You want to avoid bypassing your personal inflection point and the red flags warning you of the impending risk heading towards a downward slope. The amount of energy and effort required to reinvent yourself when you’re in the doldrums is far greater than if you proactively reinvent ahead of the curve.
Four Signposts of Your Personal Inflection Curve (P.I.C.)
- Intuition as a key navigation tool
- OCC- the optimum time for you to change
- Connecting the dots- bridging the old you to the reinvented you
- Peripheral vision- seeing around corners
Act Now: We walk you through these four signposts in our online recession-proof reinvention course. Check it out to see if it’s right for you!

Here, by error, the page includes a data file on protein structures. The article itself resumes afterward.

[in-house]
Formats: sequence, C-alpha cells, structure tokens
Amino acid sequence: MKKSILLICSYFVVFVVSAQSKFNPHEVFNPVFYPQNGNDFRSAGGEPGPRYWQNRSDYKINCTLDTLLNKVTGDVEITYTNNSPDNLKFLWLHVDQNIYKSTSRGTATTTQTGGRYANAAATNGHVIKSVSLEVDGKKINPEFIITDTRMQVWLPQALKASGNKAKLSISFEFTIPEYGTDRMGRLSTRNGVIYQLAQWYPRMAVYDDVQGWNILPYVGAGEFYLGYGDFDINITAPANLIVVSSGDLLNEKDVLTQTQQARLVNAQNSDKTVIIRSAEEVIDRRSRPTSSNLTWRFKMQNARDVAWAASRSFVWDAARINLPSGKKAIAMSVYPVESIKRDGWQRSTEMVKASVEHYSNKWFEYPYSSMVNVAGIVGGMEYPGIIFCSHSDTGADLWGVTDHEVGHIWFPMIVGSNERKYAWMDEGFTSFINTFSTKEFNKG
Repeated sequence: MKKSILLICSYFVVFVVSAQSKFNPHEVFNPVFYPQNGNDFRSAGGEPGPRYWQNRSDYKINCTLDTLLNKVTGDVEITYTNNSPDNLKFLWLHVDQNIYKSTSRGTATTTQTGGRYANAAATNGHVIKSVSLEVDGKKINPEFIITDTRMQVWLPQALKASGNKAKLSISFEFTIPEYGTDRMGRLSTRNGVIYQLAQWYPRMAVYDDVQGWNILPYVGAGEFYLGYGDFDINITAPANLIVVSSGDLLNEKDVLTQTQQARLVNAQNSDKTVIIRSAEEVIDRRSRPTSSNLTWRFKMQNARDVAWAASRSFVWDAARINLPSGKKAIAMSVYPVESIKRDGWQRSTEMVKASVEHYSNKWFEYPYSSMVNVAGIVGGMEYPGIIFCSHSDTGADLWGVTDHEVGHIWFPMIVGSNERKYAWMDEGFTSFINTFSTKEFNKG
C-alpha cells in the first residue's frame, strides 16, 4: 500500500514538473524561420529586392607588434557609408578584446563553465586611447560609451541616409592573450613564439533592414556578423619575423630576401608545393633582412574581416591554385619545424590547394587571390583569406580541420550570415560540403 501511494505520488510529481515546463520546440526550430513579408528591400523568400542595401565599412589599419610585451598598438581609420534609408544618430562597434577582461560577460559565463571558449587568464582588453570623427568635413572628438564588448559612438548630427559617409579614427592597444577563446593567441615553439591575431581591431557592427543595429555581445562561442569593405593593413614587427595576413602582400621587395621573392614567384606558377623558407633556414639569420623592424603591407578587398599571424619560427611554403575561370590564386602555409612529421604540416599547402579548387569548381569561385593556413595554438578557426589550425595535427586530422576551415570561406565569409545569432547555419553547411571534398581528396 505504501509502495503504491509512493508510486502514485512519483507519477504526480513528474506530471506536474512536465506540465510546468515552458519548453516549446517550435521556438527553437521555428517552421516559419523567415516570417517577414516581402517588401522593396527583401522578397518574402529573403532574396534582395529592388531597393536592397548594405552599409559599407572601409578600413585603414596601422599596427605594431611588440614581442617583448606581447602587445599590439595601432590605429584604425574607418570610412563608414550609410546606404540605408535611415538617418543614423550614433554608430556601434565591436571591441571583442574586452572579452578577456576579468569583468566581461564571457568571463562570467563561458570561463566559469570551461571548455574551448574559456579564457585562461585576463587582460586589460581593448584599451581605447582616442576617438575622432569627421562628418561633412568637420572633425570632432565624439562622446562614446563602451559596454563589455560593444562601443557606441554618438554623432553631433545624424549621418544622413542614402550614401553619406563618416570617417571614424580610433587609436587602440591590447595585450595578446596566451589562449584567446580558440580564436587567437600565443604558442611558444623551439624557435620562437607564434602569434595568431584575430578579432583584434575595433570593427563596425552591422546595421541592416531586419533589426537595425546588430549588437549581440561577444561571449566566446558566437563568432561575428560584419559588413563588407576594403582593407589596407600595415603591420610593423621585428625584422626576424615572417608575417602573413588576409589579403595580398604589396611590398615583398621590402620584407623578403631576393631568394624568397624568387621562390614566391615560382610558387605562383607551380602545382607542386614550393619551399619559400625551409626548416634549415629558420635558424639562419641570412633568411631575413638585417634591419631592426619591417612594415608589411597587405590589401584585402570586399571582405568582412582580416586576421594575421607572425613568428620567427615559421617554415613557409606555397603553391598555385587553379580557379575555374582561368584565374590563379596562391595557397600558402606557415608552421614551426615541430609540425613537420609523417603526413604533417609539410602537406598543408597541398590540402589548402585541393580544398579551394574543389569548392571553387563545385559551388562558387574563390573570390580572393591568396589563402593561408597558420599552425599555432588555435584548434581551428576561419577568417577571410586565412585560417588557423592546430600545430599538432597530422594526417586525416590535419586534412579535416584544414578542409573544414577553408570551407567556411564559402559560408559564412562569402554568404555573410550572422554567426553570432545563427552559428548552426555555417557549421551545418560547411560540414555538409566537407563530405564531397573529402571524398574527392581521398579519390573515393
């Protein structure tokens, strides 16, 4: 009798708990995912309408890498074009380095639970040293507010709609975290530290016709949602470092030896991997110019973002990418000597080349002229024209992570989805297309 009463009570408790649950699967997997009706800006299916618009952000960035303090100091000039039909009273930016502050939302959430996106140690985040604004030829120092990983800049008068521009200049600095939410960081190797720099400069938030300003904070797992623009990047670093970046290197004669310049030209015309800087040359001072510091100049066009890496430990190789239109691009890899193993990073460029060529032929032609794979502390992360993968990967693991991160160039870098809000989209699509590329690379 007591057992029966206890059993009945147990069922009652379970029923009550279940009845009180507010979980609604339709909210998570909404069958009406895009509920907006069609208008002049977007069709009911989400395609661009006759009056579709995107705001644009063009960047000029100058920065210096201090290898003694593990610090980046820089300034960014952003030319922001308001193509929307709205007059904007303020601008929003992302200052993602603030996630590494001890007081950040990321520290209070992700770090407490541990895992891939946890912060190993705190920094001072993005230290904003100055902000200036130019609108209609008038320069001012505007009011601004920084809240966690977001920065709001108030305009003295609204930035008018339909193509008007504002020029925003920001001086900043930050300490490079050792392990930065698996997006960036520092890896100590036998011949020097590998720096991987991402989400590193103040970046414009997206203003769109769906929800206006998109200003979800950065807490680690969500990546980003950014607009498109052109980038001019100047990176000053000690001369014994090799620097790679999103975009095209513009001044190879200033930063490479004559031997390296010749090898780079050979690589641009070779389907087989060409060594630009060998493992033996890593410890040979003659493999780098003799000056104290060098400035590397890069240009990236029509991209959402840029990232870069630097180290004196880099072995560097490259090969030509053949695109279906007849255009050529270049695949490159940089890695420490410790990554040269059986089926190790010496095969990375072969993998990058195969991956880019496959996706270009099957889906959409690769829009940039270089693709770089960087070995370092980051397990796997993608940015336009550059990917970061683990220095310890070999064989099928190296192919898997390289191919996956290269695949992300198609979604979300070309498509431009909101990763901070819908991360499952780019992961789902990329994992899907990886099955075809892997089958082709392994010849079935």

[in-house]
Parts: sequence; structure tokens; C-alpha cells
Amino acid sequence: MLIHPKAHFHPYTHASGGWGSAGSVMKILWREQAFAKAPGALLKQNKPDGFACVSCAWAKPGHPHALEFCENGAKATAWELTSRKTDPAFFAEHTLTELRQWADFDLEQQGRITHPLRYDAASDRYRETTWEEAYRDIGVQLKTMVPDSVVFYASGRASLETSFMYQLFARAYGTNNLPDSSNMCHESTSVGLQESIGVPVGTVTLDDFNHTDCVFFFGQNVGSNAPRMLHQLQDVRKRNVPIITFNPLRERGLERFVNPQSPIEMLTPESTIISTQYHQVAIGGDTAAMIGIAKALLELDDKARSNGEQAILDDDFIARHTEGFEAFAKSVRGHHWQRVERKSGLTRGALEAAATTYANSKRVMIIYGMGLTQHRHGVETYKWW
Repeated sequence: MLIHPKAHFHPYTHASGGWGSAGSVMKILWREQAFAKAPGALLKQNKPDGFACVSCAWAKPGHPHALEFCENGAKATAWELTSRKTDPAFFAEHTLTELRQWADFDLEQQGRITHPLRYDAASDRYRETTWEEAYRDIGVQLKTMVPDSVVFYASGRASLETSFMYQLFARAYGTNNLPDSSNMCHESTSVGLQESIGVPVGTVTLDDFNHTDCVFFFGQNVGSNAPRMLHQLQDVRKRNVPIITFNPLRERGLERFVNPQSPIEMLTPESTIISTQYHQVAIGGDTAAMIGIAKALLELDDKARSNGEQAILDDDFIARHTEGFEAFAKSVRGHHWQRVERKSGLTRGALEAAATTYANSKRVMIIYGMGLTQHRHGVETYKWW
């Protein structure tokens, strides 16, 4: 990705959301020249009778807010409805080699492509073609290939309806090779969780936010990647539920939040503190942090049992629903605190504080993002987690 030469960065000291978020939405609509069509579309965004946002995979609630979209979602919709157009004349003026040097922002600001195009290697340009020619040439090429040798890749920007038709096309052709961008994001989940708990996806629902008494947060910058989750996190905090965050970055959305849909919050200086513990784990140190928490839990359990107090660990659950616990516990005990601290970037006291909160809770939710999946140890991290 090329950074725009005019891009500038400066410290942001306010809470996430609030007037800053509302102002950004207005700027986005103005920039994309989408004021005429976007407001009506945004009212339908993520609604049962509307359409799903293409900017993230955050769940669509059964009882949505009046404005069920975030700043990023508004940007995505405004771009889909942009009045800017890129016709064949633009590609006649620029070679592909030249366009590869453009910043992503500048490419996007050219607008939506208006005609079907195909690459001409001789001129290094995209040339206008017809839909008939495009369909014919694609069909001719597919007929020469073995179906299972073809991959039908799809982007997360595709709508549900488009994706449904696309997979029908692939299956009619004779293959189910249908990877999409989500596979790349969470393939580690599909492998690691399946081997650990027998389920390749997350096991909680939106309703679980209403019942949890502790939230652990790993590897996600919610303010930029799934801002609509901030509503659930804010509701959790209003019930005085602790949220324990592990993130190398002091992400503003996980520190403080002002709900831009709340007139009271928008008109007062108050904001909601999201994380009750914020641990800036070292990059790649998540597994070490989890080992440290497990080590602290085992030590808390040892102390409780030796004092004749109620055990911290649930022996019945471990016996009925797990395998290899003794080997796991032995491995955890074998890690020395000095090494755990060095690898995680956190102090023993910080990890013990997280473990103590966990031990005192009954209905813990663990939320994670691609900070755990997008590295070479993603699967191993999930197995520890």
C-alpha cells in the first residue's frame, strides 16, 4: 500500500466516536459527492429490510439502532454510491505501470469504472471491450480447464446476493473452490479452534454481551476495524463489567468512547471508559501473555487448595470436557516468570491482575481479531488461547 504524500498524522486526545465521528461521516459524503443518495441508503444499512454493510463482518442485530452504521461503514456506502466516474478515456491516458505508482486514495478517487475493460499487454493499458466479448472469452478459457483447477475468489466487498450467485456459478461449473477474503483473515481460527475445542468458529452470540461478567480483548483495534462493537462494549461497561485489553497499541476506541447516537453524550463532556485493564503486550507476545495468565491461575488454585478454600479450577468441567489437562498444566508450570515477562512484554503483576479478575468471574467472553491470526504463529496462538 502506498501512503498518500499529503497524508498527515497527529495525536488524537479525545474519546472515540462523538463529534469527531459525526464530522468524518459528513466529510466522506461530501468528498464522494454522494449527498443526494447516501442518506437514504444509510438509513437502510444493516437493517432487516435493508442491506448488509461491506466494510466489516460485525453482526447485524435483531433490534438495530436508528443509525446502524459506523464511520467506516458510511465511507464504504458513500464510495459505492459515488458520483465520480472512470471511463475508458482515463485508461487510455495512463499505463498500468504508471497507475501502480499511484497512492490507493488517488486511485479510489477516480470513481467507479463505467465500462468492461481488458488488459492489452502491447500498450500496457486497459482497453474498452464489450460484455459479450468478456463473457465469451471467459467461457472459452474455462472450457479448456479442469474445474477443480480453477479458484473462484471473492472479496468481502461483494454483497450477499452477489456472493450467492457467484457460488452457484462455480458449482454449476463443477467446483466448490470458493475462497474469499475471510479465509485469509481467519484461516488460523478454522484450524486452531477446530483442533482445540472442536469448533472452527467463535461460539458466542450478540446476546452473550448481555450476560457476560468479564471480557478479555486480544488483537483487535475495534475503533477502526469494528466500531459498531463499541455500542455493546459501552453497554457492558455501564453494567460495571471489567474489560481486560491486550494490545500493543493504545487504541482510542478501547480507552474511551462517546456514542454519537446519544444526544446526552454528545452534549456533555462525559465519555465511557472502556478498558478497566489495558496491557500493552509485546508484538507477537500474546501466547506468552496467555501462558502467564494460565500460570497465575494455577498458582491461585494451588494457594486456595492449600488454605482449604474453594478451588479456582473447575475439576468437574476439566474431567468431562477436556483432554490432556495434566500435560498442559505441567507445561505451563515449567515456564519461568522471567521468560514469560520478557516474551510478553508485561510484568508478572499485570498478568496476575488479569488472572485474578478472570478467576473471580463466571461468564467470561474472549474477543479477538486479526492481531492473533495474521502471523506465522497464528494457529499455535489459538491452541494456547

4. Innovation Marches On
Technology advancements didn’t take a pause during the Great Recession nor will they stop during the next downturn either. Enterprise research and development units might not be fully funded for a time, but innovation cannot be stopped or contained for long.
In fact, innovative breakthroughs often occur during times of great stress-fear walks a fine line between stimulating our creatively or shutting it down altogether.
Atlantic senior editor Richard Florida suggests in his 2011 piece for the magazine that we consider recessions as a chance to “reset” given that innovations that come out of hard times will refill the landscape of economic decay. Resets can be seen as do-over opportunities.